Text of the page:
The shipyard painter, political activist and razor-sharp cartoonist Bob Starrett has just written a new book The Way I See It on his eventful life and times. Below we reprint one of his stories and review an essential read
ENO's production of La Boheme is a triumph,
GIVEN the glorious praises heaped on Borat by red tops and posh papers alike, allow me to break ranks. This is a one-joke film that runs out of funnies about 30 minutes into its routine.
THE page turner is the most anonymous person on stage at a classical concert. Last on, they sit quietly, occasionally rising to turn a sheet of music for the pianist. Yet, in that simple but skilful act, they have the power to make or destroy a concert.
DESPITE its suggestive title, Scenes of a Sexual Nature is about as shocking as a Radio Four stage play, featuring seven middle-class couples in a series of tableau-vivants filmed around Kenwood House on north London's Hampstead Heath.
SIXTY Six refers to 1966. Everyone's got World Cup football fever. Well, everyone except Bernie. As the bar mitzvah that he longs for clashes with the final, he's the only one in the country hoping that England get knocked out.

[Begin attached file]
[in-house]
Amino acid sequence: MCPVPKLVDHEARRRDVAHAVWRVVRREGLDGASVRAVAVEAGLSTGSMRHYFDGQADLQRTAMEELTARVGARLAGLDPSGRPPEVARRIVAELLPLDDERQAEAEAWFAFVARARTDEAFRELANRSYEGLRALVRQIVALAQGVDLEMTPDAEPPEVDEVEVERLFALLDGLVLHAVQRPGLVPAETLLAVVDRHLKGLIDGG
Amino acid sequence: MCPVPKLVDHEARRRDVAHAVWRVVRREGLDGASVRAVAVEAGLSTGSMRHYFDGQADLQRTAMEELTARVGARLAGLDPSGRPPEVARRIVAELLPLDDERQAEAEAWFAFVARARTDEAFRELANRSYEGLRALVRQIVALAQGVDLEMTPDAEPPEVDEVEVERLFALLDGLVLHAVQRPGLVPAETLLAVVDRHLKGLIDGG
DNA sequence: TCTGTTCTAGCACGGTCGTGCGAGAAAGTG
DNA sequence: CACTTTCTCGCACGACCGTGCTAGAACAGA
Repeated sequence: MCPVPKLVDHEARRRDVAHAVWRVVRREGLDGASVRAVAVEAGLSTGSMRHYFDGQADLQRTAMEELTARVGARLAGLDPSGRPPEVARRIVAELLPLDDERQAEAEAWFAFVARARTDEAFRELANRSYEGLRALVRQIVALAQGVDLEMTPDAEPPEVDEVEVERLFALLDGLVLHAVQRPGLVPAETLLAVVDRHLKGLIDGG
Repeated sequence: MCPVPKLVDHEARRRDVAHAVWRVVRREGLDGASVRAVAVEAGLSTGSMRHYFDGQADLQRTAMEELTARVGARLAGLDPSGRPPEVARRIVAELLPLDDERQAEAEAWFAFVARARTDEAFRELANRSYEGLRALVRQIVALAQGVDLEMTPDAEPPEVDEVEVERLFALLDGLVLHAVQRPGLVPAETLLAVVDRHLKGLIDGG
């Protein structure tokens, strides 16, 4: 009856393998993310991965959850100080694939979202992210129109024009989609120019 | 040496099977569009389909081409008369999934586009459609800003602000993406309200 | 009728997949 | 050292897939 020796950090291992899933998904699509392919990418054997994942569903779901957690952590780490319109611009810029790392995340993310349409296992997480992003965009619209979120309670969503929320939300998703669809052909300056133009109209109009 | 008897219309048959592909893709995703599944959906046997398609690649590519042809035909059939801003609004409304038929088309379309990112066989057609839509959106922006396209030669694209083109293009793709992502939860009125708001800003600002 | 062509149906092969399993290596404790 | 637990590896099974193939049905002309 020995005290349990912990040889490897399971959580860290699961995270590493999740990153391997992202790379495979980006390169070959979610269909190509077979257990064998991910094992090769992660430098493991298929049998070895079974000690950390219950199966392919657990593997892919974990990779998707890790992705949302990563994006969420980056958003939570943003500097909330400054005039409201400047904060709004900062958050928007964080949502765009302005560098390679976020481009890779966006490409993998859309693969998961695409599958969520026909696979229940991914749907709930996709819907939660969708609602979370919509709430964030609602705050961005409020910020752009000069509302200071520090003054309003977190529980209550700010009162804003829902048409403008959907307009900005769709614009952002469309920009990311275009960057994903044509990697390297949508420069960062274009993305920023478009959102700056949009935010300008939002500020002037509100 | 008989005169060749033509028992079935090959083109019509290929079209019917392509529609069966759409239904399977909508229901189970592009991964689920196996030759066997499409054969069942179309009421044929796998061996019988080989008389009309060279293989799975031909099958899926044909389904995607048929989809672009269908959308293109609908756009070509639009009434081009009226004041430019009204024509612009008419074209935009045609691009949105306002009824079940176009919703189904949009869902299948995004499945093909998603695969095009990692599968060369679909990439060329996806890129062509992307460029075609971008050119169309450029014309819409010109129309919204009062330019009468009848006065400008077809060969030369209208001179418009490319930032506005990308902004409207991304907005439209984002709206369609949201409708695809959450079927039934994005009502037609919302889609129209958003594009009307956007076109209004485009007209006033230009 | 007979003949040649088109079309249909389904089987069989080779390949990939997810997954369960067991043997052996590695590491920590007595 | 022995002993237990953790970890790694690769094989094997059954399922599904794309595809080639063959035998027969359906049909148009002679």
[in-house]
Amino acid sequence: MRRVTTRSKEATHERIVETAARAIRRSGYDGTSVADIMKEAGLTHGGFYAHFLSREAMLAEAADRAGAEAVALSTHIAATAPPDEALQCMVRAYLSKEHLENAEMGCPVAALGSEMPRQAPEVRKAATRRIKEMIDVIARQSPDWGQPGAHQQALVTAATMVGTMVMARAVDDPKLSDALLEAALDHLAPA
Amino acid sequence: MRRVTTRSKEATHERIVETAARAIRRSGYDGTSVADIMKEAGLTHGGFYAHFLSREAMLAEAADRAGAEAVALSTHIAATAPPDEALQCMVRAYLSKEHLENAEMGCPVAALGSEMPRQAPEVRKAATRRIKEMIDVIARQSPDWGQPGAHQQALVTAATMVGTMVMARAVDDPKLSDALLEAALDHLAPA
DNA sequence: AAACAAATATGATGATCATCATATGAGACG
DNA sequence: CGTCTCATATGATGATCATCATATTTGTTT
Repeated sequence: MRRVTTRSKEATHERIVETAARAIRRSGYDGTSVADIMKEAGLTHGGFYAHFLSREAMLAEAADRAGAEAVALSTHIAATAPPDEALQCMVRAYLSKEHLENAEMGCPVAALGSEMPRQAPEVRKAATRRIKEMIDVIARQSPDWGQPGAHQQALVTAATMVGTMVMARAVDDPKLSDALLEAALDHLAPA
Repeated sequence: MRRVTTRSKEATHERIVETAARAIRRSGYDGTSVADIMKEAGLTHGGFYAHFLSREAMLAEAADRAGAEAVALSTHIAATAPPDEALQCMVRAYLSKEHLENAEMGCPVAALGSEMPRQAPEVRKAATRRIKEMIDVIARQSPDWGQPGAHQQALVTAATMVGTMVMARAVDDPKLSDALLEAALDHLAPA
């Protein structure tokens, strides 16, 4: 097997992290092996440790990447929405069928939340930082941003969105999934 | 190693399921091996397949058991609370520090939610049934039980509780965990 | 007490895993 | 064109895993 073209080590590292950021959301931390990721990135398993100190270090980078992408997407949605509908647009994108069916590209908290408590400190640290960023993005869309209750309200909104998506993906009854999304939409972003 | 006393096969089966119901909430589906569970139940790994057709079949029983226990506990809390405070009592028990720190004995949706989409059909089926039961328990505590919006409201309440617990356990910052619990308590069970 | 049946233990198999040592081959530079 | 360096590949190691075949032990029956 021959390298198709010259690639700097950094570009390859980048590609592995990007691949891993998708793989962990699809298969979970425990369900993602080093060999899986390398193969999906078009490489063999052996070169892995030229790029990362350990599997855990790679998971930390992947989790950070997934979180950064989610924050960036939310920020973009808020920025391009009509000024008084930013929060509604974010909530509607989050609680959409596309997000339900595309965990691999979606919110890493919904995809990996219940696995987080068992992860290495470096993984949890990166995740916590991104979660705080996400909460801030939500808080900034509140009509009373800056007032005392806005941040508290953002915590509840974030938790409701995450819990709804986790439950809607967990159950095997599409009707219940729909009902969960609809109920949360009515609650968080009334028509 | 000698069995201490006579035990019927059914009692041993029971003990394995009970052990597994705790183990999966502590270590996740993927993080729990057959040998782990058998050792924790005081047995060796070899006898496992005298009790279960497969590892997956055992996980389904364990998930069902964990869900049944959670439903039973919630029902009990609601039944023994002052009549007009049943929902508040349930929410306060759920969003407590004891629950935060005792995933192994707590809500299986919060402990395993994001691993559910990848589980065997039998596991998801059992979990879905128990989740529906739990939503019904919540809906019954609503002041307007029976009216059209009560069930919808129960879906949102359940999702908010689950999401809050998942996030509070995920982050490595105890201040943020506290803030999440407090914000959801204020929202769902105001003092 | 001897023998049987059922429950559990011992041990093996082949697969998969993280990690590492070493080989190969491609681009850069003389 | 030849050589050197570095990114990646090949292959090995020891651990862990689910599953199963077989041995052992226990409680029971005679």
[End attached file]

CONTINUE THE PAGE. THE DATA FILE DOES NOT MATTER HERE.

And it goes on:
STARRING an excellent Kim Rossis Stuart, Michelle Placido's Crime Story seeks to establish sinister links between a group of gangsters, government and the Red Brigades responsible for the killing of Italian politician Aldo Moro.
FOLLOWING in the footsteps of his debut feature In The Bedroom, Todd Field has made another excursion into bourgeois US life in this film about an affair in a small-town community threatened by the release of a paedophile.
JEFF SAWTELL sees Russell Crowe come a cropper trying to play a dodgy banker in a film that celebrates the trappings of a wealthy life.
IN ALL The King's Men, the king in question is Willie Stark (Sean Penn), a small time local politician in 1950s Louisiana who is persuaded to run for governor after he is unable to stop a corrupt tender process leading to a poorly-built school burning down and causing the death of three children.
GIVEN current Big Brother fears provoked by this increasingly right-wing government, the opening shots of Red Road are very prescient - a woman watches the world through a series of CCTV cameras.